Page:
Once the consolidation is completed, we proceed to build the mannequin, which is very important since it can restore the garment to life.  Unlike a dress designer or a seamstress who fits the dress to a body, we make a body that fits the dress. The dresses presented on this occasion date from the Edwardian era, when fashion was still dictated by the S silhouette created by a corset with a restrained waist, that propelled the high bust forward and the hips backward. We usually start with a smaller mannequin and in order to build volume we add wadding that is held in place by a cotton stretch fabric. Tacking stitches are used for additional support. When a costume needs arms we create them on the mannequin. The additions and modeling are carried out until the mannequin is the right size and silhouette for the garment.

When all the precautions have been taken and the dress fits perfectly on the mannequin our mission is accomplished, and this is always an exciting moment in the conservation laboratory.

– Claudia Beyer

E.M. Forster and the Anglo-American circle who lived in the Florentine hills

E.M. Forster visited Italy in 1901 and 1902 and found Florence already full of Anglo-American Florentines. In A Room with a View he perceptively describes Mr. Eager as “a member of the residential colony who had made Florence their home…Living in delicate seclusion, some in ….. Renaissance villas on Fiesole’s slope, they read, wrote, studied and exchanged ideas, thus attaining to that intimate knowledge, or rather perception, of Florence which is denied to all who carry in their pockets the coupons of Cook”.

When the novel was published in 1908 Hortense Acton had just purchased Villa La Pietra, and she and Arthur were busy furnishing it as their family home, fast becoming members of that colony Forster describes. They acquired the second printing of A Room with a View in 1909, still today a precious item in their library.

James Ivory’s film adaptation (1986) of Forster’s  book aptly used the grand Villa di Maiano as a setting (restored by the Englishman John Temple Leader as his first residence in the mid 19th century when he transformed the stone quarries of pietra serena at Maiano into cypress woods which are still a feature of the landscape here).

The Maiano crossroads remains much as it was in Forster’s day. In his novel the view of Florence (“far better than the hackneyed view from Fiesole”) which the visitors are taken to see seems to have been that from the old road which runs along the hillside between Fiesole and Settignano via Maiano. Close by a path still descends to Via del Palmerino named after the villa where the English writer Vernon Lee (Violet Paget) lived most of her life. She drew inspiration from the countryside around her house, where she would often walk or ride. A third edition of her Genius Loci (which is in the Actons’ library) came out the same year as A Room with a View. Admired by Henry James (who would visit her here), Vernon Lee was a founding member of the society for the protection of the historic center of Florence. On her death in 1935 part of her library went to the British Institute.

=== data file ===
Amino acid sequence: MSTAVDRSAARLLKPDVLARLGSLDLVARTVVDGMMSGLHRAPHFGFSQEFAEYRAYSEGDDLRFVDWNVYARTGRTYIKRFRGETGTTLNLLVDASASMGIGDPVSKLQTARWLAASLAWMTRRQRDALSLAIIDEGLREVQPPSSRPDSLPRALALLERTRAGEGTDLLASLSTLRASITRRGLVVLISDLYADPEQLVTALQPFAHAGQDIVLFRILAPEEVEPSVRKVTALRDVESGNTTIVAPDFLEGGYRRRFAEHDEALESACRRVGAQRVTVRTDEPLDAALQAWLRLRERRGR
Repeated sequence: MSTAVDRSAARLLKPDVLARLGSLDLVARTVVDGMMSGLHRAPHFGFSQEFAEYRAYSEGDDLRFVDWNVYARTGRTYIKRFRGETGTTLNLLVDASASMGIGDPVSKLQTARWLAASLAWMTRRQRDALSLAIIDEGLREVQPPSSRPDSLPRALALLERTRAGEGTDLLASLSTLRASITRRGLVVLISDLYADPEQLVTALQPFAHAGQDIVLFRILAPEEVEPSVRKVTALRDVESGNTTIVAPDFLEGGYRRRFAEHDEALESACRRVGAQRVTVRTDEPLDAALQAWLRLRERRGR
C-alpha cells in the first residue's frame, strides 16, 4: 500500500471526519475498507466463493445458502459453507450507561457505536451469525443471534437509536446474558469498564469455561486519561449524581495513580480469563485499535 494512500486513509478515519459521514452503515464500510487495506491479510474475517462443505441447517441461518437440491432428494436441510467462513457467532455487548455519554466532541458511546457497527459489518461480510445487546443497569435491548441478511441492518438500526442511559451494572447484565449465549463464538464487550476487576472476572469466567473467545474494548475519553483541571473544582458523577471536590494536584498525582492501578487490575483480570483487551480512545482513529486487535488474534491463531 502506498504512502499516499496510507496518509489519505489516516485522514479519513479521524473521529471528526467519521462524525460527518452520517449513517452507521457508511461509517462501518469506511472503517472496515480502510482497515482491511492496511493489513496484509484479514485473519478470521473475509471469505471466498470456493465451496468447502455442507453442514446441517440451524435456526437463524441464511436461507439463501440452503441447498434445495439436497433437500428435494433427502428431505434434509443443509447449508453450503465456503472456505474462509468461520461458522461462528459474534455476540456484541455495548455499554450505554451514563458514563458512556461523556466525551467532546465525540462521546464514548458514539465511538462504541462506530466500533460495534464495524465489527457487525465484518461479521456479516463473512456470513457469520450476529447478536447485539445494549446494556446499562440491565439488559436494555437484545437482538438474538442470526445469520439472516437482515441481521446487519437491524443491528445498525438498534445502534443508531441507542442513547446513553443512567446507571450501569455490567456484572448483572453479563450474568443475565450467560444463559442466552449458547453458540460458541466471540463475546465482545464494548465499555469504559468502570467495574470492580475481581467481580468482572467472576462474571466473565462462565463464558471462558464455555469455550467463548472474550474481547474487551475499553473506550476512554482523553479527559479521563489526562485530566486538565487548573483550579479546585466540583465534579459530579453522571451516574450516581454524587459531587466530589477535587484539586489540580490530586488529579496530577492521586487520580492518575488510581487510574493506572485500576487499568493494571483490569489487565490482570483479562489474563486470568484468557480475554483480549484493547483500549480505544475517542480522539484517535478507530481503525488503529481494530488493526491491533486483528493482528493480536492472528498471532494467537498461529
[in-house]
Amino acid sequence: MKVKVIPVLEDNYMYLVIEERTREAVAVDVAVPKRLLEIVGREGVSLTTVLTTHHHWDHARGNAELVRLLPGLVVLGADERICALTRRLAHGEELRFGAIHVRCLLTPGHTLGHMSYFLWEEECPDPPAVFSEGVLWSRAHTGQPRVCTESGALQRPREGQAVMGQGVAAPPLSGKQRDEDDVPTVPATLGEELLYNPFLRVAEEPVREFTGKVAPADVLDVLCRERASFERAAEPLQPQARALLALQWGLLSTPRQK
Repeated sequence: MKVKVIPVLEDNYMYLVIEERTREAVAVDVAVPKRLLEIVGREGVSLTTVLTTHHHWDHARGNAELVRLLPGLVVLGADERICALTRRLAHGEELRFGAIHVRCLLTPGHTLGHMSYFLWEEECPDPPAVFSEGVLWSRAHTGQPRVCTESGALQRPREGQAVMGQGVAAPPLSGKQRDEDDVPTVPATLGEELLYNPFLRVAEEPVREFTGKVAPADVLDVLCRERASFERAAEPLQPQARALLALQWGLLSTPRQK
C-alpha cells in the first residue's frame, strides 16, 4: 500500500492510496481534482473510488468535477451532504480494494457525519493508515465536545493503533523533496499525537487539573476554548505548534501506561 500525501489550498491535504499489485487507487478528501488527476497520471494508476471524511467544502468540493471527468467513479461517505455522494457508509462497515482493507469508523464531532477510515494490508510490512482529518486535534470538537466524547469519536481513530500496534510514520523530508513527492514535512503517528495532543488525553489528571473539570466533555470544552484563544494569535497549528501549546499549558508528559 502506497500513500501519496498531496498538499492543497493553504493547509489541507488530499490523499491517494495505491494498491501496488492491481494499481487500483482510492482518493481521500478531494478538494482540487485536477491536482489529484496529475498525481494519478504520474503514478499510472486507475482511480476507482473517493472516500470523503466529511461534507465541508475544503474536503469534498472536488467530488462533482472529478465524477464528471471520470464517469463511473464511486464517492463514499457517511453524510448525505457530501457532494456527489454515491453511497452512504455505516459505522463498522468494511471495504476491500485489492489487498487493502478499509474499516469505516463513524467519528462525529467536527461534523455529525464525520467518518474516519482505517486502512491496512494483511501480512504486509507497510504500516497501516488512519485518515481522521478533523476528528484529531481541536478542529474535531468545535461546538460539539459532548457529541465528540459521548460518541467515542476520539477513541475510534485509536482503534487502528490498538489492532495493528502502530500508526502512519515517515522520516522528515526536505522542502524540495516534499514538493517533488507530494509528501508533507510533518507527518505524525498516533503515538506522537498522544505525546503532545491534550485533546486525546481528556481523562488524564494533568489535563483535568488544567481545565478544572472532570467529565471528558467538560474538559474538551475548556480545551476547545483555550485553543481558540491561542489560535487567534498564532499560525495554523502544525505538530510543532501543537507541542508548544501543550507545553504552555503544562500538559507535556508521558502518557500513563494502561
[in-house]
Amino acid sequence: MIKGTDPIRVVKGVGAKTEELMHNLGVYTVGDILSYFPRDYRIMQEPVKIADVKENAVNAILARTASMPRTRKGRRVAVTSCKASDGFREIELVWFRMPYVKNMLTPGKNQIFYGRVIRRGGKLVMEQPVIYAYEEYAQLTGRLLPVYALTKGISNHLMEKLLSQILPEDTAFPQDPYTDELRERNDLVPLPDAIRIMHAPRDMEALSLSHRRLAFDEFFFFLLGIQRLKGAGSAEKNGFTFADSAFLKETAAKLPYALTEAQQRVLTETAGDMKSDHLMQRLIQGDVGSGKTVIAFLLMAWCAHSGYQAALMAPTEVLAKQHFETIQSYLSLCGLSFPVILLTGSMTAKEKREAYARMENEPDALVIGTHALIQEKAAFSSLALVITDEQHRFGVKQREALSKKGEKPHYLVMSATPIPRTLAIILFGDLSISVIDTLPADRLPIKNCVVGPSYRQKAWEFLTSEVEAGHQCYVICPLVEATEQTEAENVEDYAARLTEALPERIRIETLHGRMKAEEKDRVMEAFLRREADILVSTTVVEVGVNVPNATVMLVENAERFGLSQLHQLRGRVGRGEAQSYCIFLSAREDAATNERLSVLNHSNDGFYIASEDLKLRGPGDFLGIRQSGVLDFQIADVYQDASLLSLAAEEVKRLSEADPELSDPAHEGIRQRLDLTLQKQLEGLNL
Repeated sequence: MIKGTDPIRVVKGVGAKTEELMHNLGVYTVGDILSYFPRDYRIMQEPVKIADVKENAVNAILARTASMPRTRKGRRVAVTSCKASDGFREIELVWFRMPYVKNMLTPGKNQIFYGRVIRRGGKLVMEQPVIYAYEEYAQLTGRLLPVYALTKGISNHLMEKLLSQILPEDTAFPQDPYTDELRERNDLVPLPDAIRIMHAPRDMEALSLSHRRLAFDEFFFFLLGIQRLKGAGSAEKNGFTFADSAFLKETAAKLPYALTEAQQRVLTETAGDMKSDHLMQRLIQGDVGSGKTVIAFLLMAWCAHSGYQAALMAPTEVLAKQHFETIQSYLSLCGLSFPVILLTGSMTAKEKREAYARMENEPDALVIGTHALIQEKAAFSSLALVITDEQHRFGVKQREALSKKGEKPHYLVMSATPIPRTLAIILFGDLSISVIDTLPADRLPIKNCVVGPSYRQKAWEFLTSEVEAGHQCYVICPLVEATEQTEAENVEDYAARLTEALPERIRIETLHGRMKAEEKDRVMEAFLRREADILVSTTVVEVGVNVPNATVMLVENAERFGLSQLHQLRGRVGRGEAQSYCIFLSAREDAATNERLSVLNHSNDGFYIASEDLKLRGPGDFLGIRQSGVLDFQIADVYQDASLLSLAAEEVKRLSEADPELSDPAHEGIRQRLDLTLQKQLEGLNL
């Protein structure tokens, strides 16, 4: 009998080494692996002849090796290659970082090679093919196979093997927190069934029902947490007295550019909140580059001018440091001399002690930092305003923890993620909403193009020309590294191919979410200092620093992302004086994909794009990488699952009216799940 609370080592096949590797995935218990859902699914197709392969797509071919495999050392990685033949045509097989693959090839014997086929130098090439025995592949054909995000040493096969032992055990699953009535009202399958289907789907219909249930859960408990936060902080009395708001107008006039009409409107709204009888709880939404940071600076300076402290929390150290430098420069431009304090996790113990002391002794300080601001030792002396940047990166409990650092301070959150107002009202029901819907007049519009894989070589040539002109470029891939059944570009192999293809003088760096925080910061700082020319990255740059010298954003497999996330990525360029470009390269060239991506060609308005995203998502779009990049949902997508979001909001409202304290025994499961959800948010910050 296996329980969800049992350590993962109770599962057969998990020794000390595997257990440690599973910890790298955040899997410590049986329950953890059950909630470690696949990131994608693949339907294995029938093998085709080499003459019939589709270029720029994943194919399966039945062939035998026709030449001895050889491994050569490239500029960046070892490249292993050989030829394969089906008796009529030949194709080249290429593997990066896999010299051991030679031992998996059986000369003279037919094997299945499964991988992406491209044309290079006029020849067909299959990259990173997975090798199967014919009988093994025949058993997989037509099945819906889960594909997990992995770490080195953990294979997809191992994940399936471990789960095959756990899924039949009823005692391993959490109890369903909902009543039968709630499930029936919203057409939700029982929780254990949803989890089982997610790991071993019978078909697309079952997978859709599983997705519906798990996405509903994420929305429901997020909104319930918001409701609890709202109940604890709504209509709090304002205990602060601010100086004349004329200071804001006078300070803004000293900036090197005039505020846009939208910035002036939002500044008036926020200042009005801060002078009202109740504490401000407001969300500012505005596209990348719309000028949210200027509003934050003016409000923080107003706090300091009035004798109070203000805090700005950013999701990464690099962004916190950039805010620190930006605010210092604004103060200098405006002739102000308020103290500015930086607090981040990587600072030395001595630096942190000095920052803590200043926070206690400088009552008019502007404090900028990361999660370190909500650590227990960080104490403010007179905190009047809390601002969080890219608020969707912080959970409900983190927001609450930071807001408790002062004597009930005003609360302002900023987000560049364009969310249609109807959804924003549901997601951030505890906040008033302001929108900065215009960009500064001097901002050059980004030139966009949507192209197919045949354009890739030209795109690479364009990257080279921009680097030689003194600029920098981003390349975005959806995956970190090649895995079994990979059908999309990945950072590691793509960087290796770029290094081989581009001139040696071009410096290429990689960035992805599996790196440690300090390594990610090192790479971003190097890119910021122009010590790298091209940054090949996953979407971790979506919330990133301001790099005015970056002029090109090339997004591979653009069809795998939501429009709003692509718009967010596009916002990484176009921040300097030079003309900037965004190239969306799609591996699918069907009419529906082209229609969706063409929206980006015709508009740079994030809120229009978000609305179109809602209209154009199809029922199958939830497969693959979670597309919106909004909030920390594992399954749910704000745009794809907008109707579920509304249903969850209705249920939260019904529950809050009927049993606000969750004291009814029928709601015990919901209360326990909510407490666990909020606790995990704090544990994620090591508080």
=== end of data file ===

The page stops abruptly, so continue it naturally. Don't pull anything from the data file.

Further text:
She had a somewhat stormy relationship with the great art historian Bernard Berenson who was a neighbour in Ponte a Mensola below Settignano, still quickly reached from Maiano along a lovely country road.  The formidable Janet Ross also lived in this little valley at the Villa di Poggio Gherardo, and the Berensons, having rented Villa I Tatti from Temple Leader, got married from her house just a year or so before Forster came to Italy, at the time when her Leaves from our Tuscan Kitchen was published. Lina Waterfield, her niece lived with her here and was one of the founders of the British Institute, together with Arthur Acton (the library is named after Harold Acton, who provided it with its splendid premises overlooking the Arno).

Across the Mensola stream, the Casa di Boccaccio was rented by Edward Hutton while writing his delightful Country Walks about Florence (dedicated to Janet Ross) which came out the same year as A Room with a View (the Actons were quick to purchase this first edition, too). Hutton was also involved in the earliest days of the British Institute.

In 1979 a new Italian translation of A Room with a View was entrusted to Marcella Bonsanti, a Florentine much admired as a translator of some famous Anglo-American authors who spent time in Florence (including Henry James and Nathaniel Hawthorne) and she also provided the Italian editions of Harold Acton’s Memoirs of an Aesthete and Italian Villas. Harold, historian and self-styled aesthete, is remembered as perhaps the most distinguished member of the Anglo-American community in Florence in the second half of the 20th century and he was also bestowed with honorary citizenship by the town.

– Alta Macadam